Speaking to Ben Bouckley at Drinktec 2013 in Munich, Frey explains that brands using both one-way and returnable bottles are increasingly interested in such inspection solutions.
Using X-Ray technology, HEUFT’s new machine (pictured) is even able to detect glass in glass when the transparent foreign body is surrounded by residual liquid.
HEUFT says it is the only system to combine optical and pulsed X-Ray detection technologies, and its NaVi user guidance system – also used on other machines presented at Drinktec – features Tapping as ‘chief navigator’ who gives users step-by-step voices instructions on system operations.
(English-born Canadian actress Tapping, pictured – who stars as Samantha Carter in television series Stargate SG-1 - was present at the show in person as the guest of HEUFT.)
Frey insists that the cost of a potentially costly recall outweighs the price of the InLineII IXS: “That’s absolutely clear. We have a lot of customers saying ‘no consumer complaints – no recalls’.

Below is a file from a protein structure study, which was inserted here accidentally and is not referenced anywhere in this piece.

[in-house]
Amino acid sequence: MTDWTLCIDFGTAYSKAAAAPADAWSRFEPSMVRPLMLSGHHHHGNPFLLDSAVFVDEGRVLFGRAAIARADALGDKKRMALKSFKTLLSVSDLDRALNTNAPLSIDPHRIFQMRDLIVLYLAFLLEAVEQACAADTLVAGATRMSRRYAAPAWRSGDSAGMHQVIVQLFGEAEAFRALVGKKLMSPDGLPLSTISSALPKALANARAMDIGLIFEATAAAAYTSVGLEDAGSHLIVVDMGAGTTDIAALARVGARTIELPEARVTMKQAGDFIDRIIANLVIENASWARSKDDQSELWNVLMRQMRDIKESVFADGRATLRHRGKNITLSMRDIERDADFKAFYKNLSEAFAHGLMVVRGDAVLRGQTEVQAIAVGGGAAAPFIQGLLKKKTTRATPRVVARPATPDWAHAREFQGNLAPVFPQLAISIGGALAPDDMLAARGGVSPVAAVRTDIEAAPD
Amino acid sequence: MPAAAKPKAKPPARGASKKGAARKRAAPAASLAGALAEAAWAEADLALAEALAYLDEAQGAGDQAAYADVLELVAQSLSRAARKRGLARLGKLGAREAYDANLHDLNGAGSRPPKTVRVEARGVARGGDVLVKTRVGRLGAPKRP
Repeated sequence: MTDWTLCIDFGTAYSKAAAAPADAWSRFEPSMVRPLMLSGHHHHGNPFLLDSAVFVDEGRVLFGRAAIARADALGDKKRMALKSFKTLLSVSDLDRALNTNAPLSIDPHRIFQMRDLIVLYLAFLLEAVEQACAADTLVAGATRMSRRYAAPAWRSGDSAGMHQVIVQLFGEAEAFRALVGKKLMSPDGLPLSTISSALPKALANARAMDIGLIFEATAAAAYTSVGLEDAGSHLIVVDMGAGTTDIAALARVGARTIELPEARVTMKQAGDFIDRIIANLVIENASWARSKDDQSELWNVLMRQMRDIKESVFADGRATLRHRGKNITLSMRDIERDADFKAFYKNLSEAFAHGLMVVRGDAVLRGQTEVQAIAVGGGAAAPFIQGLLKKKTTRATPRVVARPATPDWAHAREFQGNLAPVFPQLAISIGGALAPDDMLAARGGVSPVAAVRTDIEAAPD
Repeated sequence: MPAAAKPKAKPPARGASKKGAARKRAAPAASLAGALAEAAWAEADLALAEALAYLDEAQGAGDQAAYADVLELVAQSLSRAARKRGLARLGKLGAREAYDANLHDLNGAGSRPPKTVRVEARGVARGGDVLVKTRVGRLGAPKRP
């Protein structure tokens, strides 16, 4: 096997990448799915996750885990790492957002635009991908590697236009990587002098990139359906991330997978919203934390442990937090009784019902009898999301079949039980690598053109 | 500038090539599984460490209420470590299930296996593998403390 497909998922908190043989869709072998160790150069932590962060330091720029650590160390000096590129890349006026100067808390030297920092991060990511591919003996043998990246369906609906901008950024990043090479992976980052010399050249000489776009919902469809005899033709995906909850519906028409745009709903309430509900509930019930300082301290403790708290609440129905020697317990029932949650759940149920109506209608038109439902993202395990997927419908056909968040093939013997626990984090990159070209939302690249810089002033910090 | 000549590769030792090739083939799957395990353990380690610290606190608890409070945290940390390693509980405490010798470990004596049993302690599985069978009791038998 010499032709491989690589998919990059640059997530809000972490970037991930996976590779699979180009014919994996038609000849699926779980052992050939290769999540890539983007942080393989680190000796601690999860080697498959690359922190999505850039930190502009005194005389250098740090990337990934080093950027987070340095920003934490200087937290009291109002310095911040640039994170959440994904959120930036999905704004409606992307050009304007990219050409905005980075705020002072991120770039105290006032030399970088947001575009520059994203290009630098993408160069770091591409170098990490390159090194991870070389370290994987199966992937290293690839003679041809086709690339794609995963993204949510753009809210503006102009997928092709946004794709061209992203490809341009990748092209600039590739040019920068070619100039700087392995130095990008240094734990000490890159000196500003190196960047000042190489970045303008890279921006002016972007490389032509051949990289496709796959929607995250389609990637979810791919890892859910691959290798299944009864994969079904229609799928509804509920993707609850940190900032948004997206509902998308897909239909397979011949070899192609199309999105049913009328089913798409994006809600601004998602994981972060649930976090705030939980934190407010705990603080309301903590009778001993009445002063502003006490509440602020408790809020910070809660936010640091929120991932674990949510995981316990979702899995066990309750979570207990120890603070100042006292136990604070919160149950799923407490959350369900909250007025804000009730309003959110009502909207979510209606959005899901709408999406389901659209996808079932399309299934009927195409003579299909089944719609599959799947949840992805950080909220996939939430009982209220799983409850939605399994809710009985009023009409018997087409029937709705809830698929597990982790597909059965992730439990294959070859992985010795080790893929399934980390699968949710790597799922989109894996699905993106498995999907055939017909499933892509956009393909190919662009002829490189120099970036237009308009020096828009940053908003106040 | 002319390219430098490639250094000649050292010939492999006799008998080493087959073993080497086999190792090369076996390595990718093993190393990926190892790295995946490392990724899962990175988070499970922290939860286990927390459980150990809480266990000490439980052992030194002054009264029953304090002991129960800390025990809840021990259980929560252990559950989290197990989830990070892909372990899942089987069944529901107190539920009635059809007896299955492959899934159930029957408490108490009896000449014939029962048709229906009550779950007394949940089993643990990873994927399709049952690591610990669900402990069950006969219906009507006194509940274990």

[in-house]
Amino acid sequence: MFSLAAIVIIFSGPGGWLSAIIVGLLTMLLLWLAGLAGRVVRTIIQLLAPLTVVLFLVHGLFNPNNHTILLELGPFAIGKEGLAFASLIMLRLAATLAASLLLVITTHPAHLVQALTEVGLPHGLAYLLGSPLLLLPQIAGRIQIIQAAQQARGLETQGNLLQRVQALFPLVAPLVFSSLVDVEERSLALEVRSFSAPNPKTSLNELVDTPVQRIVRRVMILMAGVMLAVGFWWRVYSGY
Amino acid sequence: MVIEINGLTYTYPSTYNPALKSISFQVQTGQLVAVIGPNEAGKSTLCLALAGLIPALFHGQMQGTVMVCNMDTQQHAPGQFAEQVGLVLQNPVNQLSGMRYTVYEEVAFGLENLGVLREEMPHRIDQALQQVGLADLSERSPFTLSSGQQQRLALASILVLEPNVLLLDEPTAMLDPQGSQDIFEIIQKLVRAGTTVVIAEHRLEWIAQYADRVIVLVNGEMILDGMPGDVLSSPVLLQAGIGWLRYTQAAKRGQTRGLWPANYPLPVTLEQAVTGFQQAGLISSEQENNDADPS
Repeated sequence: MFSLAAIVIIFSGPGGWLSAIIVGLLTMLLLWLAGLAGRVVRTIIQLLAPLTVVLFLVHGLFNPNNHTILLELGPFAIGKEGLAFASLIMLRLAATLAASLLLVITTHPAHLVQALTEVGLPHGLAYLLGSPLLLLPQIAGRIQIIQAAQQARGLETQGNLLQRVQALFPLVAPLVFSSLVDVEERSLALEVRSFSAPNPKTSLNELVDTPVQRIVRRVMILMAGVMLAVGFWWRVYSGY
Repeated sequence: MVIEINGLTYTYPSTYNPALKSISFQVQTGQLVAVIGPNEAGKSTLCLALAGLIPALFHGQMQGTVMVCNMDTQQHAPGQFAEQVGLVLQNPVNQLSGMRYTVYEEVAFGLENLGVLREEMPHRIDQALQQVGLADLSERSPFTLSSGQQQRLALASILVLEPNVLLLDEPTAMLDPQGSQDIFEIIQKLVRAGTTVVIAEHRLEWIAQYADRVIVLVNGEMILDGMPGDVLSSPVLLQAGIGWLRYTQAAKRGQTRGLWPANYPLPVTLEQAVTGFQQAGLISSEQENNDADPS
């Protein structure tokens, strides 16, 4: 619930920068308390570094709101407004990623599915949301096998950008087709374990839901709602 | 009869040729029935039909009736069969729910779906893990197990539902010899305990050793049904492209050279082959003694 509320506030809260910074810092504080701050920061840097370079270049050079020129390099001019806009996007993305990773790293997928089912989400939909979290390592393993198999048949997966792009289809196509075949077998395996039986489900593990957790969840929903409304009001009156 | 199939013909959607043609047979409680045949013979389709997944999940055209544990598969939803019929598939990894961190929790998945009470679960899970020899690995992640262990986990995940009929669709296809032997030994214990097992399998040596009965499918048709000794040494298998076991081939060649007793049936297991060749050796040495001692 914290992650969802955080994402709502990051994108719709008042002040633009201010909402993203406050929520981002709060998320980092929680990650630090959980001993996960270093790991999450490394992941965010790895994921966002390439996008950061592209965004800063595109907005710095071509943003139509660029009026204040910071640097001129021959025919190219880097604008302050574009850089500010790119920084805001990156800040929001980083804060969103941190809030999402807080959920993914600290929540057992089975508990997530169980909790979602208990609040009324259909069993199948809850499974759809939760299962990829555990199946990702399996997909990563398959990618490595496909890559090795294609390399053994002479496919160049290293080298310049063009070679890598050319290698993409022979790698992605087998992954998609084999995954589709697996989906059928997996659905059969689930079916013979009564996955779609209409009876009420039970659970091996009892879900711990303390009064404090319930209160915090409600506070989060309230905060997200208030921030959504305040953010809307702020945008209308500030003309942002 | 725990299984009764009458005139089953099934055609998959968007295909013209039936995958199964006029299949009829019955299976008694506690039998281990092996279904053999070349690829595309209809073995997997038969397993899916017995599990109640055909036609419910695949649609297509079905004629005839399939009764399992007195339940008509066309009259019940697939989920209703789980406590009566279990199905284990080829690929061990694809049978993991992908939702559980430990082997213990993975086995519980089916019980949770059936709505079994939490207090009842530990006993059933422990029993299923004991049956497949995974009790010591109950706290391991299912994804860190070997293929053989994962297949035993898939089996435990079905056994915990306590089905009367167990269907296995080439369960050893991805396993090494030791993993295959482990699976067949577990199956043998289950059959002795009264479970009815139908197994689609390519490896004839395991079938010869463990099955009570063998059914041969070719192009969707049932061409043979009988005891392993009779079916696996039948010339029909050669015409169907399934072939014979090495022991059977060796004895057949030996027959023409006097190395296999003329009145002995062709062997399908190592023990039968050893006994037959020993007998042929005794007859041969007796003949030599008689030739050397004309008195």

“Any recall costs them a lot of money and a lot of image in the market. One glass splinter that we find on the line with this machine helps brands avoid such situations,” Frey adds.
HEUFT’s machine uses servo motors to drive its conveyor so that the inspection covers the container volume completely, with an adjustable angle of rotation used for each container type.
Servo use also reduces the number of components that are prone to wear and increases product changeover speed.
(Amanda Tapping, Picture Credit: AlacoolB/Flickr)